It was surprising how quickly the butterfly metamorphosed through the chrysalis stage into the adult butterfly. We first noticed the little caterpillars on 4 March. By 10 March they had tripled in size. On 12 March we found the chrysalis in our chuparosa bush. And it appears that the adult butterfly hatched out around 23 March.

Adult monarch butterflies will live 2-6 weeks, during which time they will feed on nectar and mate. The females will then lay eggs that will become the next generation. Hopefully we have enough of a variety of native plants for the adult butterflies to feed on, and they will decide to lay more eggs in our yard. Adding more milkweed plants is definitely on our gardening to-do list.

(And next time we'll know to grab the camera when the chrysalis turns black...)


For more information about Monarch Butterflies, their life cycle and how you can help them:
www.monarch-butterfly.com

Learn how to create a Monarch Waystation for migrating butterflies:
www.monarchwatch.org/waystations/



Sunday, March 23, 2014

Too Much "Spring Cleaning"



One of our neighbors trimmed their native Fan Palms this weekend. The beautiful thick frond skirt and fruiting stalks were completely removed, ground up in a shredder and hauled off to the dump.


Yellow-rumped Warblers, House Finches, Cedar Waxwings and Robins had been recently feeding on the palm fruits.


Hooded Orioles create intricate woven nests in the protection of the palm fronds. I hope our recent arrivals hadn't started nest building activities in those trees.


:: sigh ::


"Let us not look back in anger, or forward in fear, but around in awareness."
~ James Thurber

Friday, March 21, 2014

Happy Vernal Equinox

Yesterday was the first day of Spring. But with all the warm weather we've been having, signs of Spring have already been here for a while.

The first male Hooded Oriole of the season showed up about 2 weeks ago, followed by another male and 2 females. They are shy and difficult to photograph. We've been putting out sliced oranges and a feeder cup of jelly for them to enjoy.

Peaches and Nectarines are already forming on our trees. Looks like the Apricot tree might be a bust this year. It produced 4 flowers about a month ago, then went right to leaf. It has some new flowers now, so we'll see if they set fruit.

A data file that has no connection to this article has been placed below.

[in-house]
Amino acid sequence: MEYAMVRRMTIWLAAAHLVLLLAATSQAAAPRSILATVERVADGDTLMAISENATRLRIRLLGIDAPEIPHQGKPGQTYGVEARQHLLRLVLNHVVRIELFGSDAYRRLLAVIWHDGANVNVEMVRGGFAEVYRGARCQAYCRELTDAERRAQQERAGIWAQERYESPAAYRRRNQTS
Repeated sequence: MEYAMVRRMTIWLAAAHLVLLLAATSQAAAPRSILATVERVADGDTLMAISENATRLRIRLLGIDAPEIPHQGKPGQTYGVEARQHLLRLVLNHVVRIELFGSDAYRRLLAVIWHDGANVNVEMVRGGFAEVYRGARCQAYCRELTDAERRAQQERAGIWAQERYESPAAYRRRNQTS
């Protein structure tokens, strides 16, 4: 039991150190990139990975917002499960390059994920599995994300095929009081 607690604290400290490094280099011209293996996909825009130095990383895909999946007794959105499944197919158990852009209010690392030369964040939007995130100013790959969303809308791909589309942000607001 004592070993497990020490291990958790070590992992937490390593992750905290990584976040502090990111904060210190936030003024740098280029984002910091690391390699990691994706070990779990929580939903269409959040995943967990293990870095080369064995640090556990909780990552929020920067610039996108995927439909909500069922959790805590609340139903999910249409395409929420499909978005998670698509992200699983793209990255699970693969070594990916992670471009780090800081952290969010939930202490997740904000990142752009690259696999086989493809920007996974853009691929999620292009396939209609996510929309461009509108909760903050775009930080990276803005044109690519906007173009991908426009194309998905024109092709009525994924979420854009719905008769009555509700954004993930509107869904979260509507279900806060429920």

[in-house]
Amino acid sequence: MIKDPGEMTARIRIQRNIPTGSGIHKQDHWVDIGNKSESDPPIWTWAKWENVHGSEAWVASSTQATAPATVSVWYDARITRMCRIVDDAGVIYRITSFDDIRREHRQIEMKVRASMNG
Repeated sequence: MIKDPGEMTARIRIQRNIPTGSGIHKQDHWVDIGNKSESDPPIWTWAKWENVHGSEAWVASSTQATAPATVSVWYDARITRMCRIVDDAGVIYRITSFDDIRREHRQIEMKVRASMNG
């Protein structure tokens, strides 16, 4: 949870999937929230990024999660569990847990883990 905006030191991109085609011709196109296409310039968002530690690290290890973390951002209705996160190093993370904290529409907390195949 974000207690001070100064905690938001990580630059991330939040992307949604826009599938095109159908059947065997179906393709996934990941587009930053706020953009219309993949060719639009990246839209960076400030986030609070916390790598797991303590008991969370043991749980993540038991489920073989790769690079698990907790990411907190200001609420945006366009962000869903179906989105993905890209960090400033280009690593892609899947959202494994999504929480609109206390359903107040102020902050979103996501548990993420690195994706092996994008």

Last weekend we started noticing lots of Painted Lady butterflies, all headed in a northwest direction.

The Golden Butterflyweed is recovering quickly from the severe munching by the Monarch caterpillars. It is putting out lots of fresh new leaves.

One of our Ocotillos has started flowering. The bright red blooms look like flames on the tip of spiny, spindly candles.

Catkins are forming on our Mesquite trees. They will attract all sorts of pollinating insects.

Our Palo Verde tree is covered with buds that are starting to bloom. Palo Verde trees covered with bright yellow blooms are one of the prettiest trees in the desert.

The Salt Heliotrope patch in our front yard has been expanding. This is the plant that we were pulling as a weed, until we noticed how much the Queen Butterflies like it. We had to do some selective trimming, so it doesn't completely take over.

Another weekend in the 80's is in our local desert forecast.
Another beautiful weekend for working in the yard, before the hot weather hits.


"Just living is not enough... one must have sunshine, freedom, and a little flower."
~ Hans Christian Anderson





Saturday, March 15, 2014

A Fine Kettle of.. Turkey Vultures



We were in the back yard this afternoon, enjoying the pleasant desert weather when we noticed a kettle of about sixteen Turkey Vultures soaring almost directly overhead.

Following them to the southeast was a second kettle of about fifteen more birds.











We watched them soaring effortlessly high in the thermal for about 15 minutes as they glided in wide random patterns. Then as if by a signal, they all gathered up and soared off together towards the northwest.



(The dark arch in the bottom picture is the underside of our tiled patio cover.)

These pictures are what you get when you blindly aim your point-and-shoot camera at the sky in super-zoom mode, and hope for the best. Considering how high up these birds were (and how huge the sky is), we were pretty surprised to get anything at all in the field of view.

Yes, we checked for Swainson's Hawks. No, there weren't any.